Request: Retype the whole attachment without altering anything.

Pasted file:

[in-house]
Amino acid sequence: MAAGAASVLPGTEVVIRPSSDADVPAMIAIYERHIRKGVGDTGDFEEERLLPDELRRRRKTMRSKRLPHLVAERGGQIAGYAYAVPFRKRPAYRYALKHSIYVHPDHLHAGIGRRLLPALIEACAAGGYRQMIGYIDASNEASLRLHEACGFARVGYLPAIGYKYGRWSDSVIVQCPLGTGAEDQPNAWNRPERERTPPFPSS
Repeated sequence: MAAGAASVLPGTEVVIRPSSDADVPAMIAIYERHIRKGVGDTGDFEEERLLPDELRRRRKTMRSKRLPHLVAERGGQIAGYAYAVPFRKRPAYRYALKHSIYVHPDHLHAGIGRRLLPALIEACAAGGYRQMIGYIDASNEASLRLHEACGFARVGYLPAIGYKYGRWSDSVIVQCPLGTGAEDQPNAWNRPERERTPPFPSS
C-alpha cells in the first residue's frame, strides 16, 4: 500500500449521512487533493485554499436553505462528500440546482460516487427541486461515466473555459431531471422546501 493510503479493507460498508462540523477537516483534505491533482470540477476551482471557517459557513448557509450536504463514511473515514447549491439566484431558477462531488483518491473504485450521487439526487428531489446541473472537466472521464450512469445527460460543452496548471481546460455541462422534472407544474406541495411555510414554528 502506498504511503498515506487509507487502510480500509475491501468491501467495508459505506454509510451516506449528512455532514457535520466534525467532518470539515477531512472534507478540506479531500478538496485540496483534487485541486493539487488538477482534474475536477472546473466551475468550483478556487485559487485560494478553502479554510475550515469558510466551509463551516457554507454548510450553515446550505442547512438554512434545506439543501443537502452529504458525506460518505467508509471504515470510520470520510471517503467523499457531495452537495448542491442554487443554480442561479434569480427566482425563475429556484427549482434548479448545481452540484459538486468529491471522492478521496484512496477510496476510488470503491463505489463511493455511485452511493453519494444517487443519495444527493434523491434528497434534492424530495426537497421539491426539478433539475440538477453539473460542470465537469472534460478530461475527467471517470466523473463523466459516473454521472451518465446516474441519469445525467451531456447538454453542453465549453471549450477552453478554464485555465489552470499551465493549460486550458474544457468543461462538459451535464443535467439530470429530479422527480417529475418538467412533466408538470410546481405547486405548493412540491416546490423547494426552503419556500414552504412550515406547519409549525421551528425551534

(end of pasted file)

[in-house]
Amino acid sequence: MAAGAASVLPGTEVVIRPSSDADVPAMIAIYERHIRKGVGDTGDFEEERLLPDELRRRRKTMRSKRLPHLVAERGGQIAGYAYAVPFRKRPAYRYALKHSIYVHPDHLHAGIGRRLLPALIEACAAGGYRQMIGYIDASNEASLRLHEACGFARVGYLPAIGYKYGRWSDSVIVQCPLGTGAEDQPNAWNRPERERTPPFPSS
Repeated sequence: MAAGAASVLPGTEVVIRPSSDADVPAMIAIYERHIRKGVGDTGDFEEERLLPDELRRRRKTMRSKRLPHLVAERGGQIAGYAYAVPFRKRPAYRYALKHSIYVHPDHLHAGIGRRLLPALIEACAAGGYRQMIGYIDASNEASLRLHEACGFARVGYLPAIGYKYGRWSDSVIVQCPLGTGAEDQPNAWNRPERERTPPFPSS
C-alpha cells in the first residue's frame, strides 16, 4: 500500500449521512487533493485554499436553505462528500440546482460516487427541486461515466473555459431531471422546501 493510503479493507460498508462540523477537516483534505491533482470540477476551482471557517459557513448557509450536504463514511473515514447549491439566484431558477462531488483518491473504485450521487439526487428531489446541473472537466472521464450512469445527460460543452496548471481546460455541462422534472407544474406541495411555510414554528 502506498504511503498515506487509507487502510480500509475491501468491501467495508459505506454509510451516506449528512455532514457535520466534525467532518470539515477531512472534507478540506479531500478538496485540496483534487485541486493539487488538477482534474475536477472546473466551475468550483478556487485559487485560494478553502479554510475550515469558510466551509463551516457554507454548510450553515446550505442547512438554512434545506439543501443537502452529504458525506460518505467508509471504515470510520470520510471517503467523499457531495452537495448542491442554487443554480442561479434569480427566482425563475429556484427549482434548479448545481452540484459538486468529491471522492478521496484512496477510496476510488470503491463505489463511493455511485452511493453519494444517487443519495444527493434523491434528497434534492424530495426537497421539491426539478433539475440538477453539473460542470465537469472534460478530461475527467471517470466523473463523466459516473454521472451518465446516474441519469445525467451531456447538454453542453465549453471549450477552453478554464485555465489552470499551465493549460486550458474544457468543461462538459451535464443535467439530470429530479422527480417529475418538467412533466408538470410546481405547486405548493412540491416546490423547494426552503419556500414552504412550515406547519409549525421551528425551534